Unable to pay its debts, America's First Home LLP, a Florida-only builder, is asking a judge to let it turn all the company's assets over to a receiver, who would liquidate the company and then divvy up the proceeds among its creditors.
In a court petition, filed December 21 in Circuit Court in Seminole County, Florida, where the company is based, America's First Home says it "is unable to pay its debts as they become due, and is desirous of providing for the payment of its debts, so far as it is possible by an assignment." It says it has assigned all the company's assets for disposition to Lewis B. Freeman, principal of Miami-based Lewis B. Freeman and Partners, a professional receiver or trustee whose business it is to operate and/or liquidate businesses by court order.
The company appears to be shut down for the moment. On Wednesday, the model home at one of its Lake County developments, north of Orlando, was empty with a sign on the door suggesting those interested call a sales associate at a number. There were no signs of any construction at any stage in the neighborhood. Its web site says it is "Under construction; please check back soon."
America's First Home, was created in 2001 after the Frey family, custom home builders in the Fort Myers area and investors in First Home Builders of Florida, broke off the Orlando piece of First Home Builders and created America's First Home.
Focusing on the first-time buyer market, the company quickly grew from 92 home sales that year to a peak of 1,129 in 2005. Sales slipped a bit to 1,096 in '06, and then plummeted to a point where managing partner Barry Frey said in October that he expected the company to sell about 500 homes last year.
Still, he seemed optimistic during that interview that the company would be able to weather the storm, because, in expectation of the slowdown, the company stopped buying land in 2004 and was aggressive in managing its backlog. During the boom years, the company spent a lot of time perfecting its construction techniques, even earning NAHQ certification. And to help make its operation more efficient, it invested in state-of-the-art software linking all parts of the business.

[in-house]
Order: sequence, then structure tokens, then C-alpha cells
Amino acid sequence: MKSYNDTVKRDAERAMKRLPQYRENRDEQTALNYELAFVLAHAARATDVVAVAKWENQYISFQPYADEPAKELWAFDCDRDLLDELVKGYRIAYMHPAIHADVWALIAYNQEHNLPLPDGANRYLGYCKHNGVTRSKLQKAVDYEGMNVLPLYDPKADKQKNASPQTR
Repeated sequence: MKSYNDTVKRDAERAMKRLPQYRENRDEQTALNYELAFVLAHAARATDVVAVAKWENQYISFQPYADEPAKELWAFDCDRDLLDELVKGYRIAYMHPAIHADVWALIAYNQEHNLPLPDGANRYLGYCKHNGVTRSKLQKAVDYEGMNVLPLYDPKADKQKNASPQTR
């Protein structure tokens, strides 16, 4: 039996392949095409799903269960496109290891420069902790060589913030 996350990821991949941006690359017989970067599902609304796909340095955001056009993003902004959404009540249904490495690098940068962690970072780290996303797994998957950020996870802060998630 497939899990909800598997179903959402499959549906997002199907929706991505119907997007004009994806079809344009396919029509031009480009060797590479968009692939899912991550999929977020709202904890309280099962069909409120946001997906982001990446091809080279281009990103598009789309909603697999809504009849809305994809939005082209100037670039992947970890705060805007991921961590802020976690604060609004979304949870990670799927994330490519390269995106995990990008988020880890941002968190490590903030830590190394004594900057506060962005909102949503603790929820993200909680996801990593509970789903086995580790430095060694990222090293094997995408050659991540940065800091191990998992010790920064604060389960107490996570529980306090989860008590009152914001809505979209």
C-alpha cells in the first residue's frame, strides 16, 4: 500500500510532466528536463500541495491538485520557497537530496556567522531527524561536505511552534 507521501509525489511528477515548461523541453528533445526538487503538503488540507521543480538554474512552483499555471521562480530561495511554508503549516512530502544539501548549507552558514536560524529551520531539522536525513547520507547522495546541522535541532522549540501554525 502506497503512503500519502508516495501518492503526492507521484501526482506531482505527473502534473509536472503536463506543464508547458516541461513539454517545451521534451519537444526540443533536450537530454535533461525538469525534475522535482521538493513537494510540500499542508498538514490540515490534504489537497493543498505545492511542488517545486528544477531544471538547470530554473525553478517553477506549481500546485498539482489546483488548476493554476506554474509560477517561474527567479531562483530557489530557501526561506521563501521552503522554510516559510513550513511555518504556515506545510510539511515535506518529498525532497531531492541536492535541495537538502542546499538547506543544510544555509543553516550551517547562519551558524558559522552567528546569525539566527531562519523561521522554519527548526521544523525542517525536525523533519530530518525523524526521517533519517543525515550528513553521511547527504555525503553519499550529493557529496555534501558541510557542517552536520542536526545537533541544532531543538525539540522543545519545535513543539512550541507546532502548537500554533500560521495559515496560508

But Frey acknowledged in October that the market had fallen harder and further than he had expected. "We planned for it, but this has been a bigger freight train than I think anybody expected," he said at the time. "We are survivors...We did build up a big cash reserve. We have got about $20 million in excess liquidity, so we are in good shape."
Frey did not return calls placed Tuesday and Wednesday. In the court petition, which details the company's assets and liabilities, only $850,000 of cash-on-hand is listed.
The company's three largest creditors are three mortgages totaling $28.9 million to Bank of America, one for $18 million to Wachovia, and another to Fifth Third Bank for $4.5 million. The petition says America's First Home has real estate assets worth $24 million pledged to Bank of America, $16.6 million to Wachovia, and $5.9-million to Fifth Third. It says it has land worth $1.7 million that is unmortgaged.
The company lists 30 pending sales contracts in its portfolio on homes sold for between $170,000 and $314,015.
In addition to the banks, America's First Home owes property taxes on land in 10 Florida counties, as far south as Collier County and as far north as Ocala in Marion County.
Unlike traditional bankruptcy filings, which are filed in federal bankruptcy courts governed by federal laws, petitions for receivership, like that filed by America's First Home, are filed in local courts where local judges oversee the division of assets. In Florida, such proceedings are governed by Chapter 727 of Florida Statutes which states that the assets will be paid on a pro-rata basis and sets the order of who gets paid first. Those with liens against assets are first in line, the people who get paid to dispose of the assets are second, governments owed cash are next, then come employees, and last are unsecured creditors.
A hearing date for the petition has not been set.